The look on Tony Schiavone’s face says it all. Dude looks like he’s moments away from being boogie-fucked by a hillbilly werewolf. I don’t remember how the Atlanta Street Fight actually ends, but I’m 80% sure the world’s ugliest orgy breaks out.

Before We Continue, Let’s Talk About This Shirt

During one of Valiant’s public humiliation fantasy rants, the camera cuts to the crowd and finds a lady wearing a shirt that says BOOGIE’S THE BEST [REDACTED] [REDACTED].” I mean, unless she tried to draw Groucho eyebrows on her stomach and doesn’t have any depth perception. But yeah, what does that shirt actually say? Is it curse words for emphasis they had to make her black out since she was gonna be on TV? Does it say STRIP ME OF THIS T-SHIRT AND MAKE ME NAKED? I need to solve this mystery.

Best: The Russians Are Amazing

I wrote about this a little last week, but so far the big revelation in this 1985 rewatch is that the Russians are wonderful, and aside from Dusty Rhodes and Ric Flair’s respective wardrobes are my favorite parts of the show.

Last week, they brought out a picture of them holding the 6-man Tag Team Championship trophy, because they’d decided the people in the crowd weren’t deserving of seeing it in real life. This week, they respond to the Starrcade challenge of the Rock n’ Roll Express by bringing them a video tape of FUNERAL HOME REGULATIONS. The fact that it’s so non-specifically threatening is the best part.

One of the hallmarks of these 1980s NWA shows is the “promo on everybody.” On modern wrestling shows, characters are locked into feuds with one guy and that’s all they can talk about. The feuds exist in little segregated bubbles, and characters don’t interact with anyone new until that bubble bursts. On this show, though, everybody has something to say about EVERYBODY. The Russians don’t just cut a promo on the Rock n’ Roll Express, they namedrop all the other faces to keep the universe together. Nikita is like, “Road Warrior Animal strongest man in wrestling, Nikita A LITTLE BIT STRONGER.” When the Horsemen show up, they run down Dusty, Magnum, the Road Warriors, each other sometimes, the works. It’s a great, easy reminder that these characters all exist in the same world, and makes their intermingled interactions fresh and understandable. Anybody can launch into a hot match with anybody, because they’re constantly setting it up. WWE could seriously learn a lesson from this.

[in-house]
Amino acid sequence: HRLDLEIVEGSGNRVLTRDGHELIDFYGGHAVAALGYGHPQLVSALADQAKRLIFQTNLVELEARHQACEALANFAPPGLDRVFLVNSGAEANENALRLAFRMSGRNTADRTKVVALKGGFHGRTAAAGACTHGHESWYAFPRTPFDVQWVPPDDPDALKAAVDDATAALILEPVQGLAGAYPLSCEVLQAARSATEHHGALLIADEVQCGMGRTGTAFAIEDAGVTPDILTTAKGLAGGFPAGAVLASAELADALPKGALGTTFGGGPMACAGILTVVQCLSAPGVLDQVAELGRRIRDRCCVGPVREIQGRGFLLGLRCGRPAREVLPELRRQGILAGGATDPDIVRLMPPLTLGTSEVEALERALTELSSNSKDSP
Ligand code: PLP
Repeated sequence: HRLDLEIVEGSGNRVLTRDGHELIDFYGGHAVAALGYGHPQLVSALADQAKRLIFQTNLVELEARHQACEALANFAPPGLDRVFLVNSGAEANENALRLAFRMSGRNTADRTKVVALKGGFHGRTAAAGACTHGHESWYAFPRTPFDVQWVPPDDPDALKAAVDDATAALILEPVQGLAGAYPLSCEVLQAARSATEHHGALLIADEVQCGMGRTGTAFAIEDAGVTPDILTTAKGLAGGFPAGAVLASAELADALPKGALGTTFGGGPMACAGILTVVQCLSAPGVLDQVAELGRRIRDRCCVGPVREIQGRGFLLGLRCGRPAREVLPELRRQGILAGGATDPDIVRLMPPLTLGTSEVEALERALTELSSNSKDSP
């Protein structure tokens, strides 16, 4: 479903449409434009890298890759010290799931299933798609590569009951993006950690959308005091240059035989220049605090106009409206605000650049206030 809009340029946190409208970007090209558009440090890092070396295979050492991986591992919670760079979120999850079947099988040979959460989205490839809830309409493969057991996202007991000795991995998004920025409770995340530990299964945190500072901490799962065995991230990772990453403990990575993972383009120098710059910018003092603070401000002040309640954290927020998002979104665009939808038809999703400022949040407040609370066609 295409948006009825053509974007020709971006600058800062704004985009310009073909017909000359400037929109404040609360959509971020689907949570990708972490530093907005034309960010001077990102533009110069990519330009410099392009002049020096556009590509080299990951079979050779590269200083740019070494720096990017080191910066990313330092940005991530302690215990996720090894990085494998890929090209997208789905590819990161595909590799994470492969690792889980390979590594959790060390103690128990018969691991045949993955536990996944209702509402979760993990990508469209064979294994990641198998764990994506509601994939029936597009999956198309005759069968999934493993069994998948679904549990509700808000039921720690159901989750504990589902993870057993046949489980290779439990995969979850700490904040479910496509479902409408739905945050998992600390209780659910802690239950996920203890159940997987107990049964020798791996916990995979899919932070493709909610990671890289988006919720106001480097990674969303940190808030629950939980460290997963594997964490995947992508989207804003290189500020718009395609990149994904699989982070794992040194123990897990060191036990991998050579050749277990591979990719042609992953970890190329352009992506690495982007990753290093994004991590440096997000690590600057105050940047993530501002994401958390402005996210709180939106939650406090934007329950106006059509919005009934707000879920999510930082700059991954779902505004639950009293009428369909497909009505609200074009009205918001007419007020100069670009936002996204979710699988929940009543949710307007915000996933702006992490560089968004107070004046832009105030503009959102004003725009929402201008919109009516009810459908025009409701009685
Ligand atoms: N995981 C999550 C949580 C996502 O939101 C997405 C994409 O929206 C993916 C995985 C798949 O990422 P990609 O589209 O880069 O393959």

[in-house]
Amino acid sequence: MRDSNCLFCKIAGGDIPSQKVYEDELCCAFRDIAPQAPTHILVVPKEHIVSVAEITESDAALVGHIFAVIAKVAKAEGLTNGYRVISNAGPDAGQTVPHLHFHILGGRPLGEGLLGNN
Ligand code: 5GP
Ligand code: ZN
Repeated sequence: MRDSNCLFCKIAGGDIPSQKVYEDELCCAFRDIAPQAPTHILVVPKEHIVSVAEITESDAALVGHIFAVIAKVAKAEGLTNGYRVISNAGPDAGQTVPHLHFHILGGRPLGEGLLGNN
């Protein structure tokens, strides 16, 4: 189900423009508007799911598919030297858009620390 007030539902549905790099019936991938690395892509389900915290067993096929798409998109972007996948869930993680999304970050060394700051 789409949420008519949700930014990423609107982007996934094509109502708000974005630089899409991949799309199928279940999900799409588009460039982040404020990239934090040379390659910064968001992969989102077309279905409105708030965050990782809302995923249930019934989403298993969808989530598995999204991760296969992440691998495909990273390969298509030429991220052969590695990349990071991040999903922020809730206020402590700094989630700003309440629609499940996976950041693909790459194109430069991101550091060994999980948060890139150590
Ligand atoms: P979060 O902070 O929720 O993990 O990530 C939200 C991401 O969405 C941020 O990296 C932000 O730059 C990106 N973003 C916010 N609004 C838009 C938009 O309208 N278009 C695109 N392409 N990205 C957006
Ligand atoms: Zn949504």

After the promo, the Russians get two extended, lariat-heavy squashes:

Krusher Kruschev defeats Larry Clark, who went on to direct Kids. I’m kidding, but man, I wish it was the same guy. Wrestler Larry Clark is an AWA and Mid-South jobber who dressed like Toshiaki Kawada and did absolutely nothing else like Toshiaki Kawada.

Ivan and Nikita Koloff murder Rocky King and Adrian Bevins. King is subbing in for Bevins’ usual six-man tag team partners, Bell and DeVoe.